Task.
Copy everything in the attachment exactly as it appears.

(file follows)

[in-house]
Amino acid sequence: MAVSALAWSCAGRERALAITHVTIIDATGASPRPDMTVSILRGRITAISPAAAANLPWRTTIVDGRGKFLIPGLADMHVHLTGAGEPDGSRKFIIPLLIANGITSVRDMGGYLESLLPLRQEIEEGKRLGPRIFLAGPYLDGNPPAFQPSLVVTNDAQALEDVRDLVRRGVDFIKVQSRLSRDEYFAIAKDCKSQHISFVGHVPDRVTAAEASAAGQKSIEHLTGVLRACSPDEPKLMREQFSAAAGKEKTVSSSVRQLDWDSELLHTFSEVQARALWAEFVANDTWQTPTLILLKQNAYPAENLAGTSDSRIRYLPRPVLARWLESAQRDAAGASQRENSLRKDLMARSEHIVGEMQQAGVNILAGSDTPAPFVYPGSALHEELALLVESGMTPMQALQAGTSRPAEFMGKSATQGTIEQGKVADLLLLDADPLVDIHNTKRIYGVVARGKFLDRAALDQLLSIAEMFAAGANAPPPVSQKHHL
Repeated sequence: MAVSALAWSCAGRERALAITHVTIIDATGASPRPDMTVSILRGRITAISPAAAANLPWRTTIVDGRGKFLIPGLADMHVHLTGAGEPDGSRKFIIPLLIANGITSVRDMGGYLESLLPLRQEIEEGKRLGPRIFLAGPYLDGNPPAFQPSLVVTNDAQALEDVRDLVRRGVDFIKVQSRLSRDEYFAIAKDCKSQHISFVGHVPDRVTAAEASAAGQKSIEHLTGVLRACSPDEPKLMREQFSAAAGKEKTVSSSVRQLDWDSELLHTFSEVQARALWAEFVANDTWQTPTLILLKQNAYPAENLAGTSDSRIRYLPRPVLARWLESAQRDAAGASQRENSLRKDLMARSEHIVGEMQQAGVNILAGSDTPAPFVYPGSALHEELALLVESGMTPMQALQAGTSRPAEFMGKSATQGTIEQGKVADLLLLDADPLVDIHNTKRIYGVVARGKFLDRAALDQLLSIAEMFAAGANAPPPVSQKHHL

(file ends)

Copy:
[in-house]
Amino acid sequence: MAVSALAWSCAGRERALAITHVTIIDATGASPRPDMTVSILRGRITAISPAAAANLPWRTTIVDGRGKFLIPGLADMHVHLTGAGEPDGSRKFIIPLLIANGITSVRDMGGYLESLLPLRQEIEEGKRLGPRIFLAGPYLDGNPPAFQPSLVVTNDAQALEDVRDLVRRGVDFIKVQSRLSRDEYFAIAKDCKSQHISFVGHVPDRVTAAEASAAGQKSIEHLTGVLRACSPDEPKLMREQFSAAAGKEKTVSSSVRQLDWDSELLHTFSEVQARALWAEFVANDTWQTPTLILLKQNAYPAENLAGTSDSRIRYLPRPVLARWLESAQRDAAGASQRENSLRKDLMARSEHIVGEMQQAGVNILAGSDTPAPFVYPGSALHEELALLVESGMTPMQALQAGTSRPAEFMGKSATQGTIEQGKVADLLLLDADPLVDIHNTKRIYGVVARGKFLDRAALDQLLSIAEMFAAGANAPPPVSQKHHL
Repeated sequence: MAVSALAWSCAGRERALAITHVTIIDATGASPRPDMTVSILRGRITAISPAAAANLPWRTTIVDGRGKFLIPGLADMHVHLTGAGEPDGSRKFIIPLLIANGITSVRDMGGYLESLLPLRQEIEEGKRLGPRIFLAGPYLDGNPPAFQPSLVVTNDAQALEDVRDLVRRGVDFIKVQSRLSRDEYFAIAKDCKSQHISFVGHVPDRVTAAEASAAGQKSIEHLTGVLRACSPDEPKLMREQFSAAAGKEKTVSSSVRQLDWDSELLHTFSEVQARALWAEFVANDTWQTPTLILLKQNAYPAENLAGTSDSRIRYLPRPVLARWLESAQRDAAGASQRENSLRKDLMARSEHIVGEMQQAGVNILAGSDTPAPFVYPGSALHEELALLVESGMTPMQALQAGTSRPAEFMGKSATQGTIEQGKVADLLLLDADPLVDIHNTKRIYGVVARGKFLDRAALDQLLSIAEMFAAGANAPPPVSQKHHL